I don’t think I’ve met an author who hasn’t dreamed of having a bestseller.
There are a lot of good reasons for that. So many! One is the sheer amount of royalties that come in with a bestseller. You could easily out-earn many annual salaries in a few days, particularly as a self-published author. Your next book is likely to be better received. Your mailing list gets a boost. If you’re published traditionally, you can bet that your publishing house will be more excited about another book deal.
And that’s before we even go into the emotional satisfaction of having so many people read your book, enjoy your book, and recommend it to others. You finally Did the Thing! You hit all the tropes! People are enjoying it!
It makes sense to dream of that. I think we all do. A book is a social thing, after all—it comes alive when people read it and respond to it.
The danger, I think, comes when we tell ourselves that a bestseller (or a string of them) is the only way to have a successful career as an indie author.
At the beginning, self-publishing had something to prove—or, a lot of things. Self-published authors wanted to prove that agents and publishing houses weren’t the best or only decision makers on what would sell (authors from marginalized communities, particularly, found that the market for their work was far larger than traditional publishing had ever imagined). We also wanted to prove that we could produce books just as good or better than the books coming out of the traditional publishing houses.
We had a lot going for us. We were nimble. We were smart. We were adaptable. We could assess market trends and have a full-length novel on the market within a matter of weeks, blowing tradpub out of the water. From the 21-day cliff to the basics of cover design, there was nothing that someonecouldn’t figure out, and we shared information with one another.
I’ve talked about advice before, and the dangers of confusing information and opinion, but there’s another danger to advice: it presumes that it knows your ideal end point.
I, in particular, fell hard for the advice that I should be able to spit out bestseller after bestseller, catch the wave, make mid 5 figures per month regularly. All I needed to do was follow 32 easy steps in my writing, 54 in my marketing, stack my promos just so—
And, in the process, I lost a lot of what had made writing so magical for me. I wrote stories that I and certain readers adored. Some months, I did make 5 figures. But I wasn’t a huge name. My work probably wasn’t ever going to have a bestseller moment. I wasn’t going to hit the NYTimes or USAToday bestseller lists. I wasn’t going to have traditional publishers banging down my door to get me to sign book deals with them.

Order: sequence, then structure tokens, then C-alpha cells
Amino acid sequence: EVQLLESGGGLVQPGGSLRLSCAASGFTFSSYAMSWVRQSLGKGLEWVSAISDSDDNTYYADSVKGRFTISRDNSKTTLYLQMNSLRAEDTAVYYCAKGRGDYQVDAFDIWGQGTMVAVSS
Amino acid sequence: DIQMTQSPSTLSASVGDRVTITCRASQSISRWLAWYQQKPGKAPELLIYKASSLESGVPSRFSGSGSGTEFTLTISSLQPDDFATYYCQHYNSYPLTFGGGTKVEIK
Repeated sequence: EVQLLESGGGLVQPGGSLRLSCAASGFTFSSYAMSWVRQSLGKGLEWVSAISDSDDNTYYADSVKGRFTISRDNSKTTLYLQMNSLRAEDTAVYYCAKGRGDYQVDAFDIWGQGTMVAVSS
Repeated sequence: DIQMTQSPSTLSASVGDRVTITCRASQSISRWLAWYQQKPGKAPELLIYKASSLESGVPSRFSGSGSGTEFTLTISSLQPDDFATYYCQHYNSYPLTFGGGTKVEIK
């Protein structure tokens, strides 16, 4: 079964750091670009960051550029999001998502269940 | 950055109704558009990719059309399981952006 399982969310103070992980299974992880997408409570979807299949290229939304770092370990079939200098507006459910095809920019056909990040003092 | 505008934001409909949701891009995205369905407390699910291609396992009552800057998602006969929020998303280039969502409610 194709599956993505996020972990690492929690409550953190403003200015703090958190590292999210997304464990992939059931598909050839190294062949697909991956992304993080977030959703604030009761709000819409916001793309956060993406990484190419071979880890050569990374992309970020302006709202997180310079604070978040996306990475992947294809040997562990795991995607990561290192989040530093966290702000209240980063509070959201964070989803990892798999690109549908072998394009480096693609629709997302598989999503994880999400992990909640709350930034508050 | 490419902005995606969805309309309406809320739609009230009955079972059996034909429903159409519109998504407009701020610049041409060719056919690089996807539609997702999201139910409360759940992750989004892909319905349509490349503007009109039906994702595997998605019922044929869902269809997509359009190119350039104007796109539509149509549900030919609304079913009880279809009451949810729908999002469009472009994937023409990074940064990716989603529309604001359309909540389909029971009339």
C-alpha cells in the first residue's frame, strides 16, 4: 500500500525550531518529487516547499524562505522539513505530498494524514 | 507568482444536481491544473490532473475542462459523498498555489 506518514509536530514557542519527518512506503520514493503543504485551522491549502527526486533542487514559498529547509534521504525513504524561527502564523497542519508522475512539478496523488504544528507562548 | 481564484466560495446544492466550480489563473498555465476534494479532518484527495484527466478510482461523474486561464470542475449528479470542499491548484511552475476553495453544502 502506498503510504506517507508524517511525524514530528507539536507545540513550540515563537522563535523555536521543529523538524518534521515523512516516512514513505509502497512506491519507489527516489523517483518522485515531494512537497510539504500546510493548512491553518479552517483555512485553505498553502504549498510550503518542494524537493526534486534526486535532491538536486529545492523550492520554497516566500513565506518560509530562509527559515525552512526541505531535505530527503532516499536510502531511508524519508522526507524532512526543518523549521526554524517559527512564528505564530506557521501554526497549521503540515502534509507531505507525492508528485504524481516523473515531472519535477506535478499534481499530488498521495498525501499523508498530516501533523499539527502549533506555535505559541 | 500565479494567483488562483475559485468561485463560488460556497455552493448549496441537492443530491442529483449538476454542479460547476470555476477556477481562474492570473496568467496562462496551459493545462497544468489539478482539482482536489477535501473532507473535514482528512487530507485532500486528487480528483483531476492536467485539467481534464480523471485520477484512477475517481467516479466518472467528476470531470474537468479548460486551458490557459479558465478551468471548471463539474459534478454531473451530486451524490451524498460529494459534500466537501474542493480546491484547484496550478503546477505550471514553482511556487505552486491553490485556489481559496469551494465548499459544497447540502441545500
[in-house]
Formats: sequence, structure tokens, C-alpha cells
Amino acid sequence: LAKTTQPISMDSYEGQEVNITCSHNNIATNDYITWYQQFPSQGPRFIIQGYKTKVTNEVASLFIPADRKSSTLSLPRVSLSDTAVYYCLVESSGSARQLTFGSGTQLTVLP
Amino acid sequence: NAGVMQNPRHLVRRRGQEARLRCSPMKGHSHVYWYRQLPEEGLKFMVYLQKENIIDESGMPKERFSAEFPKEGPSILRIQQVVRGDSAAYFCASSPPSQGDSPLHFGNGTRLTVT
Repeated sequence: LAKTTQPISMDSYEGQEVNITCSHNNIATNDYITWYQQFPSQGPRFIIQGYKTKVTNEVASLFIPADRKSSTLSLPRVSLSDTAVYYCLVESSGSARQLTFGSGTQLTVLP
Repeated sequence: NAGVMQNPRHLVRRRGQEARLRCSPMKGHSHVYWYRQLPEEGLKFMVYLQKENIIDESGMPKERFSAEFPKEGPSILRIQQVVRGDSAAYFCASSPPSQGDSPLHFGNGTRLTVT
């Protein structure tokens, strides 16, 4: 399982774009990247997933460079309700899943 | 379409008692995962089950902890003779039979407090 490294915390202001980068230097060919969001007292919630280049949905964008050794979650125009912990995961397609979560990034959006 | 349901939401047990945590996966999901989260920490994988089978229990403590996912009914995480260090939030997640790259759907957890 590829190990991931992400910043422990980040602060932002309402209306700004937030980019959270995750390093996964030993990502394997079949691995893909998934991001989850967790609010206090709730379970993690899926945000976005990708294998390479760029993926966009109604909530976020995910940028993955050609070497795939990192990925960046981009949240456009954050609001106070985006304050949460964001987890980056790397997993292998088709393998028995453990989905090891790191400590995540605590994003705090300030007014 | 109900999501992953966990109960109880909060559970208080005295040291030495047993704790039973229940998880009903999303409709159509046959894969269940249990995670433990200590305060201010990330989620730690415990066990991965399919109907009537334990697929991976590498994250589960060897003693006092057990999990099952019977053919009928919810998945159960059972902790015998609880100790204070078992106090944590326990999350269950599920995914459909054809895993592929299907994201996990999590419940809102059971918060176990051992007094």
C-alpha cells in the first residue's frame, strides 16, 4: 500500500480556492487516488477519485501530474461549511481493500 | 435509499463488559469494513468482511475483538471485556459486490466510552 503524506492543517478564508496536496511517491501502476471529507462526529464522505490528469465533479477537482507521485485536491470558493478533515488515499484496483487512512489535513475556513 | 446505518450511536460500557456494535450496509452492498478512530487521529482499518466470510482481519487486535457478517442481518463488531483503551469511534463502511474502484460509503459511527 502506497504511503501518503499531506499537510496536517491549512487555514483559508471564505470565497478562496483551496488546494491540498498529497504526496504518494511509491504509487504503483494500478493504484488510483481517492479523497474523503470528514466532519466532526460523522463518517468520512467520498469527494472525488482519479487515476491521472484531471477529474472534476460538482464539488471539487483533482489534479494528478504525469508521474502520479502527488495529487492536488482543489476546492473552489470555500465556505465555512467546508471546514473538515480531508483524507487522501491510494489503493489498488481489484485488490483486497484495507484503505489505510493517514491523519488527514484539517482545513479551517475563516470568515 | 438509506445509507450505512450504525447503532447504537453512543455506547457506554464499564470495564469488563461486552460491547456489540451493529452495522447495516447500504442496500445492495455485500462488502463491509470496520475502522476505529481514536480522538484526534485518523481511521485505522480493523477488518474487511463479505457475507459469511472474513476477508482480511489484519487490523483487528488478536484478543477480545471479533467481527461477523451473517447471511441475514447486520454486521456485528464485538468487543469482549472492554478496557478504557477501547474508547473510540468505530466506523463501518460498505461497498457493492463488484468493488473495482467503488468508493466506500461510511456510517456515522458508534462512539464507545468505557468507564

I could have stayed where I was. I probably should have. The money was more than enough and I was passionate about the work. Instead, I burned myself out trying to make my writing do things that it never had to do in the first place.
There’s a certain irony in being able to walk away from the dream of being traditionally published, and then falling headfirst into the trap of thinking there’s only one way to do indie publishing, too. In hindsight, it’s amusing, and it’s also far more clear that I was aiming for things that didn’t really work with what I wanted my writing or my career to be. At the time, however, I felt lost. I was looking for advice, and I failed to notice that a lot of that advice wasn’t leading somewhere I wanted to go.
So, if you’re someone who is chasing that bestseller, if that is what you want for your career and that is how you have fun writing, excellent.I mean it! We’ll have plenty of posts here for you and plenty of resources. (We’ll probably also devour your books!)
However, if you’re feeling the faint sense that something isn’t quite right, that you haven’t enjoyed your writing for a while, that you’re burning out…maybe examine where you’re headed, and where you truly want to be. There’s nothing that says a “successful” writing career has to be full-time writing. Maybe you adore your day-job, or may you just prefer writing when it’s not paying your bills. That’s okay. There’s nothing that says you haveto tailor your books to catch trends, or that you have to write for more than a niche group. We’ll also have blog posts and resources for you!
Have a story you want to share about forging your own path in writing? Send me an email at firstname.lastname@example.org– I’d love to hear what you’ve been doing and how you got there!